Halloween is a magical, mystical time of year for me. There’s a delicious chill in the air. It’s time to settle down in front of the fireplace. Time for pumpkins, spices, and all things spooky! For me, spooky includes weird and unusual, and that’s exactly what I’ve been finding in my online adventures.
In case you haven’t figured it out by now, I love learning new things. I especially love finding an interesting fact and following it to see where it goes. At any given time — but especially in the fall of the year — you’ll find me reading and studying an odd variety of things.
For what it’s worth, I’m currently reading a book on the history of Area 51, one on the unsolved 1921 murder of Hollywood producer William Desmond Taylor, and Umberto Eco’s The Name of the Rose, translated by William Weaver. I have Virginia Woolf’s To the Lighthouse on my bedside table, as well.
Eco’s 1980 novel is undoubtedly the most challenging. It’s a murder-mystery set in a fourteenth century monastery with a large scriptorium, or library. Monks there work at copying manuscripts, and as monks were wont to do, they occasional add drolleries in the margins of the books.
I was familiar with the word droll, meaning a sort of dry humor, but what, exactly is a drollery, or drollerie, as it is often spelled? A little browsing, a bit more reading, and I was rewarded with a literally fantastic display of monstrous, yet humorous art, mostly depicting animals, but oftentimes including humans and plants all jumbled together in grotesque forms. In fact, grotesque is a synonym for drollerie.
Here’s a good definition:
Drolleries, often called a grotesque, are decorative thumbnail images in the margins of Illuminated manuscripts, most popular from about 1250 through the 15th century, though found earlier and later. The most common types of drollery images appear as mixed creatures, either between different animals, or between animals and human beings, or even between animals and plants or inorganic things. Examples include cocks with human heads, dogs carrying human masks, archers winding out of a fish’s mouth, bird-like dragons with an elephant’s head on the back. Often they have a thematic connection with the subject of the text of the page, and larger miniatures, and they usually form part of a wider scheme of decorated margins, though some are effectively doodles added later. One manuscript, The Croy Hours, has so many it has become known as The Book of Drolleries. Another manuscript that contains many drolleries is the Luttrell Psalter, which has hybrid creatures and other monsters on a great deal of the pages. From – Educalingo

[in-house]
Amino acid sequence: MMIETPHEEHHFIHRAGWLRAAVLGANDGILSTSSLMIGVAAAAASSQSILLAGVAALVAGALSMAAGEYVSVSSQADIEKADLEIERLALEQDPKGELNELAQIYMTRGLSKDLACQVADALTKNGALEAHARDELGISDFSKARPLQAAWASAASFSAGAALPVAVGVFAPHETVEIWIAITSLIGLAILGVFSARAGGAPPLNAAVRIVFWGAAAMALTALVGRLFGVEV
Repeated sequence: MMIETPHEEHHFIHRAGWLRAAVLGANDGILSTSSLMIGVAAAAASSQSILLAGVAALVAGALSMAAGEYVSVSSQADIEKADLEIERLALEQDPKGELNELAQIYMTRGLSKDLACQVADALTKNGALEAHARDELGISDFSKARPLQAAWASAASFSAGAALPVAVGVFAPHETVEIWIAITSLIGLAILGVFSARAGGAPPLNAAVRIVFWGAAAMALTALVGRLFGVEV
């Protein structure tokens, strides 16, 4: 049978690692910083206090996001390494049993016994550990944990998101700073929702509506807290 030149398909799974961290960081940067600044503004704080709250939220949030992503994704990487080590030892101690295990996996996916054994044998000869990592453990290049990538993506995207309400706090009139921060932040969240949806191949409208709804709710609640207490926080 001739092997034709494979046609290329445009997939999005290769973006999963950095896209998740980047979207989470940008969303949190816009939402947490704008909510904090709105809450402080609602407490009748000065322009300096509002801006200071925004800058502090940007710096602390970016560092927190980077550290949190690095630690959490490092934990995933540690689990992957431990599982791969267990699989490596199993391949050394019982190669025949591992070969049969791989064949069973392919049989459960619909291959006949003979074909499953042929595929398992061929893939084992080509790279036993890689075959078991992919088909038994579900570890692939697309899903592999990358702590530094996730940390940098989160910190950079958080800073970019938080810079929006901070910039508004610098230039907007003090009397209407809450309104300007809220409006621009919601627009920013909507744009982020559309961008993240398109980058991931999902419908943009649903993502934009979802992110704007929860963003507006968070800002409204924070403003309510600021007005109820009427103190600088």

But what was the purpose of adding these weird doodles? I can’t answer that question. It’s been suggested that adding drolleries was simply a way to break up the monotony of what was probably rather dull reading. Other suggestions are that drolleries were a bit like today’s political cartoons in that they reflected thoughts and feelings about the state of the church or society.
Many drolleries showed animals — in a rather abnormal way. One of the most popular animals was the rabbit. Although timid in reality, drollerie rabbits were often violent and evil. A good article discussing these wicked creatures can be found here at Ancient Origins: Drolleries of the Middle Ages Included Comical Yet Sinister Killer Rabbits. It’s worth reading.
From the article:
“Apart from aggressive rabbits, drolleries also depict a variety of other animals . This type of drollerie had its origins in bestiaries, which are compendia of beasts that were hugely popular during the Middle Ages. Bestiaries are thought to have lost their appeal by the second half of the thirteenth century, as evident in their decreased production.
Nevertheless, the creatures of such bestiaries retained their popularity and continued to be depicted as drolleries. Such drolleries include both real animals, including birds and stags, and fantastic creatures, like dragons and unicorns. It may be added that these creatures are normally drawn based on their descriptions as found in the bestiaries.”
One reason I enjoyed learning about drolleries is I seem to have created a few of my own, not as marginalia in any manuscripts, but as part of my Inktober participation in previous years.
Perhaps you remember “Monsterus Whalus”, my comical blue whale from October 2018.
Or my inky dragon from 2017:
I had fun drawing both of these “monsters” as well as many others. They are, I suppose, my own version of medieval drolleries, although I had never heart of such a thing. Of course, I’d seen medieval illustrations, and I’ve long been a lover of mythical creatures, such as those described by Jorge Luis Borges in his Book of Imaginary Beings. In a similar, but slightly different vein, there is also a nice collection of caricatures and “monster” drawings by Leonardo da Vinci.
Drolleries fascinate me, and the more I read, the more intrigued I become. There is a lot of information online, and if you’re interested in learning more — and seeing examples — you might find these links helpful:
You can also take an up-close look at a facsimile edition of “The Book of Drolleries” – The Croy Hours.
And here, you’ll find images of the Luttrell Psalter, courtesy of the British Museum:
For me, the grotesques or drolleries are strange, frightening, humorous, and puzzling all at the same time. I do want to know more about them, and I do want to indulge myself in drawing more of my own imaginary “doodle monsters”. They are such fun to make.
Who knows, really! Maybe that’s why medieval monks drew their own drolleries. Maybe they were just having fun.